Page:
Day 2: Recognizing Our M Chromosomes

Israel: the Central Warehouse of Jewish Memory – April 27, 2022

By Maggie Blehert

As our first full day of programming in Israel got underway, we in Cohort X gathered to hear from Avraham Infeld, an esteemed teacher and leader known around the globe for his efforts to help Jews find meaning and joy in their Jewish identities.

He noted that our trip to Israel coincides with a stretch of time that covers the most important days in the life of Israel: Yom HaShoah, Yom HaZikaron and Yom Haatzmaut: Holocaust Remembrance Day, Israeli Memorial Day and Israeli Independence Day.

These holidays will be a study in contrasts, a time to remember the pain and unimaginable suffering of our people, and the recognition of the importance of Israel as not just a country but as a Jewish state. For it is here that the Jewish people, our family, has a home.

There are extremely powerful ways in which these holidays will be commemorated over the next week or so, much more so than some of the bizarre ways we mark certain holidays in the United States (no Memorial Day mattress sales here).

At one point, Avraham looked directly at me, stared me in the eye, and abruptly asked, “Have we met before?” Of course, I knew I had never met him, but just as I was trying to piece together why he would stop his speech mid-sentence to ask, he explained that was referring to the one time and place in our Jewish history that we ALL have been together, which was at Mt. Sinai when God gave us the Torah.

Having this collective history gives Jews a special chromosome: the M chromosome—for memory. Having the M chromosome allows us to ask, “Who am I because of what happened in history?” How can I link my personal memory to the collective memory of the Jewish people?

Depending on where in the world we physically grew up, along with many other factors that cause us each to be individuals, we have drastically different views on what Judaism is. As Avraham Infeld related, the struggle is to discover how we can be unified in our definition of Judaism without being uniform.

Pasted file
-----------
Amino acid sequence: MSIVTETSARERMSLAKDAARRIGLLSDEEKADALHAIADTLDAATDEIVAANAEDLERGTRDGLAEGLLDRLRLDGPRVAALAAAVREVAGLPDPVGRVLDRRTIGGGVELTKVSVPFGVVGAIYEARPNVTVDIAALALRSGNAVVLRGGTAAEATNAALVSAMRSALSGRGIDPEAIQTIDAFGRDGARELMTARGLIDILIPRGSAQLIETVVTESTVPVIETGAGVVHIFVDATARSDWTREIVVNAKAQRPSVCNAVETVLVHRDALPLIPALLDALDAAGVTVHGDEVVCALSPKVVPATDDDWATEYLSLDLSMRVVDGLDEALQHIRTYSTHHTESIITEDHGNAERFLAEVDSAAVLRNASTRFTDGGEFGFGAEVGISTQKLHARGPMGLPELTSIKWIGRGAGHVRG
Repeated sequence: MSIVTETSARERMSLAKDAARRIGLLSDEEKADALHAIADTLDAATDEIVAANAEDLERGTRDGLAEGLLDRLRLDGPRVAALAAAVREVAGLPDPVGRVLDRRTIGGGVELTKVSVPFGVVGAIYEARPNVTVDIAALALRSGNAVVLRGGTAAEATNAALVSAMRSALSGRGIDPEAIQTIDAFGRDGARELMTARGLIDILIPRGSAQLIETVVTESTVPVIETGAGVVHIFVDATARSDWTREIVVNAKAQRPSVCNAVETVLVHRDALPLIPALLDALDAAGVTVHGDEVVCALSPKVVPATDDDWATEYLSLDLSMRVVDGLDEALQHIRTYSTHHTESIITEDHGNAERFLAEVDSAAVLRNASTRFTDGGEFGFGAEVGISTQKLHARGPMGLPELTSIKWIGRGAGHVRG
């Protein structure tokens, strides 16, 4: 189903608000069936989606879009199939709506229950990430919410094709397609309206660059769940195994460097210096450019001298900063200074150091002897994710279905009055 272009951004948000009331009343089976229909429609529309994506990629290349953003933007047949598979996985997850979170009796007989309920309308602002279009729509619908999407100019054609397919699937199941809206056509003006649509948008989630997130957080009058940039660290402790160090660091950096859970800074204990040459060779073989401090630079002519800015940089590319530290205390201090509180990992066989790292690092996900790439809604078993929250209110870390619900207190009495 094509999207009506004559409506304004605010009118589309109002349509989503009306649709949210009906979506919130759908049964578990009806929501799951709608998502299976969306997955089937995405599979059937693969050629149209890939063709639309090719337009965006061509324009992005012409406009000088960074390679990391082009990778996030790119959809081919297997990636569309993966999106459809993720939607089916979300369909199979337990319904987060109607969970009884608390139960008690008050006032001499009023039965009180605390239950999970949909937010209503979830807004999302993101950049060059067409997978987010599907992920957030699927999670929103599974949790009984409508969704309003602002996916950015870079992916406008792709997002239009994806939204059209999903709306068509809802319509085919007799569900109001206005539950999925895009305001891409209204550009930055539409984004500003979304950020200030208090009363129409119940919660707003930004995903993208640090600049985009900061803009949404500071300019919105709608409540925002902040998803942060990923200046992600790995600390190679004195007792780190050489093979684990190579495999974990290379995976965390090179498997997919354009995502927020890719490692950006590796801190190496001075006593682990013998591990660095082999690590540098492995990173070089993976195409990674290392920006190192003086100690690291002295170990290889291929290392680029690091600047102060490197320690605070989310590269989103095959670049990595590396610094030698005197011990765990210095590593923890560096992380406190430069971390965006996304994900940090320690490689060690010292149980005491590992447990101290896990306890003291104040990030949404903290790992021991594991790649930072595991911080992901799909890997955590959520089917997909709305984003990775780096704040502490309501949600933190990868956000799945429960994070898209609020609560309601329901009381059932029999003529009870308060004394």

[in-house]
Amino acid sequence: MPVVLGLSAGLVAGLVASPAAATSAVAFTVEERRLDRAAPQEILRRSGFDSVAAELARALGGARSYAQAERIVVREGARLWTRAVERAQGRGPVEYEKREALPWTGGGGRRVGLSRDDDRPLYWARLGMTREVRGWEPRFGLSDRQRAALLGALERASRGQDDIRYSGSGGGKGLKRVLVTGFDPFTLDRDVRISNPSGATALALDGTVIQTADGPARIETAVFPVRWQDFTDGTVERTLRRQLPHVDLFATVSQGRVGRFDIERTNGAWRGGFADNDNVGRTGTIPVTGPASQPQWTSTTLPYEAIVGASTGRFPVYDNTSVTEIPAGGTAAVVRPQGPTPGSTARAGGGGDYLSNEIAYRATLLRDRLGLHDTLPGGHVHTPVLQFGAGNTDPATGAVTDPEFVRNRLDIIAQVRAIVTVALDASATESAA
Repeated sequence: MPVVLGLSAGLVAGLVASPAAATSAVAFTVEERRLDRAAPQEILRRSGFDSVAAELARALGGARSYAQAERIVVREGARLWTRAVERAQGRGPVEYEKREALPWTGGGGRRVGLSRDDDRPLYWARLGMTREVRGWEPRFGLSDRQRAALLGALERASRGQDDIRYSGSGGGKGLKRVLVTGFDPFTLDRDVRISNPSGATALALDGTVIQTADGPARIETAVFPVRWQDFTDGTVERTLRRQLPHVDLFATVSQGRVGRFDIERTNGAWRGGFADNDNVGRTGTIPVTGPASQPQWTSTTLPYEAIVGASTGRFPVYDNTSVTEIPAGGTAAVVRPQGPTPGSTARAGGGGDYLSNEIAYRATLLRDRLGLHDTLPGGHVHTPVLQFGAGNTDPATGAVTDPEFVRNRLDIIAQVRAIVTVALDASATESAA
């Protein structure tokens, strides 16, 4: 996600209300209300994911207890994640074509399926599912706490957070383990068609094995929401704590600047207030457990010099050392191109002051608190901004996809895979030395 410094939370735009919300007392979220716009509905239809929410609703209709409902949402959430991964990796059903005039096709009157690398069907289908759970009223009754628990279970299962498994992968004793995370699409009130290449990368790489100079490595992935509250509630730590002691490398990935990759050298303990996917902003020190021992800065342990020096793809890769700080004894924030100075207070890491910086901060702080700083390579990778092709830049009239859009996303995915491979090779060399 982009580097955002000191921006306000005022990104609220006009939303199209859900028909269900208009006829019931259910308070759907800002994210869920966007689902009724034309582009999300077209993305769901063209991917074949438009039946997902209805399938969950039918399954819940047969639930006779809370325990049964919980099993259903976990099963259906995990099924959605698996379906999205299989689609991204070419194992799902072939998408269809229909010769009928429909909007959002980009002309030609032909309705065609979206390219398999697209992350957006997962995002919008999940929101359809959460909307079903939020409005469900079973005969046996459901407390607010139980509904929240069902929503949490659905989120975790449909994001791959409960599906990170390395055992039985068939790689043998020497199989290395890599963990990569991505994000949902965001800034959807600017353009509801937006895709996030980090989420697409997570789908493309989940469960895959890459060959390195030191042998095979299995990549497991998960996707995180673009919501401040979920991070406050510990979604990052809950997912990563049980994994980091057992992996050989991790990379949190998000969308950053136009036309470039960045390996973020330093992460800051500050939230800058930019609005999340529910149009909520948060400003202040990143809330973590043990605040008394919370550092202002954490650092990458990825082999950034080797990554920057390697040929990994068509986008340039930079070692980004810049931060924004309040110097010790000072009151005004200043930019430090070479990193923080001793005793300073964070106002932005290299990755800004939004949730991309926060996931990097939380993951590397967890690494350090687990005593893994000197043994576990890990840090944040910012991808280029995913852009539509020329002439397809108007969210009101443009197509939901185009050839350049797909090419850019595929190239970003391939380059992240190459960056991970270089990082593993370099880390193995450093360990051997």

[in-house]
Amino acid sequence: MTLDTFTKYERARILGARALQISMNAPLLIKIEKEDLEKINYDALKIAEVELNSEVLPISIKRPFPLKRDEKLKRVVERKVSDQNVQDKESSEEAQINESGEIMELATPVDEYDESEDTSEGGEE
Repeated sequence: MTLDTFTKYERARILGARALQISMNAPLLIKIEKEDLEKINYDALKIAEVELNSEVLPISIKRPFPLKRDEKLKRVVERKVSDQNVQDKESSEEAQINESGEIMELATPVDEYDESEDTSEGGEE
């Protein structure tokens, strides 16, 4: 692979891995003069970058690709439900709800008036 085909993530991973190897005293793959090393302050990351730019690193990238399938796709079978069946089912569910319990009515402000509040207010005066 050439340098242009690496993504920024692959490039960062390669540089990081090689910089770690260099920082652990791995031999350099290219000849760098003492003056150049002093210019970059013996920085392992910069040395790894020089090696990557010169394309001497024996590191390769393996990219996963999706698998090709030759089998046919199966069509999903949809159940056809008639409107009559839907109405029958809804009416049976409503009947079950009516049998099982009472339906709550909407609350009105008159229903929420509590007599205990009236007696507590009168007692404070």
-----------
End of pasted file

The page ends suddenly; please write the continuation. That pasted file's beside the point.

Part of being unified means recognizing that as Jews, we are part of a family and as such we might not always like each other, but we still have an underlying love for one another. And on this first full day we are starting to see how our family comes together in Israel. We’re getting a taste of some programs that have been established to help members of our family in Israel who may be struggling.

For example, we visited Susan’s House, a bustling rehabilitative vocational center for at-risk teens where they learn to create—and ultimately sell—different types of creative arts (glassware, ceramics, jewelry, etc.). On a festive note, we enjoyed an amazing family dinner as a group—hopefully just one of many more wonderful meals we will come together for as the Cohort X family.

And in the evening, we gathered at the Montefiore Windmill overlooking the Old City. Here, after sundown and when Yom HaShoah was underway, several members of our cohort shared some of their families’ personal Holocaust stories. Speaking only for myself, I recognize that each time someone shares a deeply personal story such as this it can open up many wounds and I truly appreciate the time and emotional strength it took for them each to share.

As Avraham Infeld so eloquently noted, here in Israel we are in the central warehouse of Jewish memory. Having the unique opportunity to personally experience these three momentous holidays of Yom HaShoah, Yom HaZikaron and Yom Haatzmaut here in Israel will give me a new perspective on the land of our people, and to feel more in touch—unified even if we are not uniform—with the many different members of our Jewish family: within Harry Kay Cohort X, within our homeland of Israel, and in our daily lives when we return back to the United States.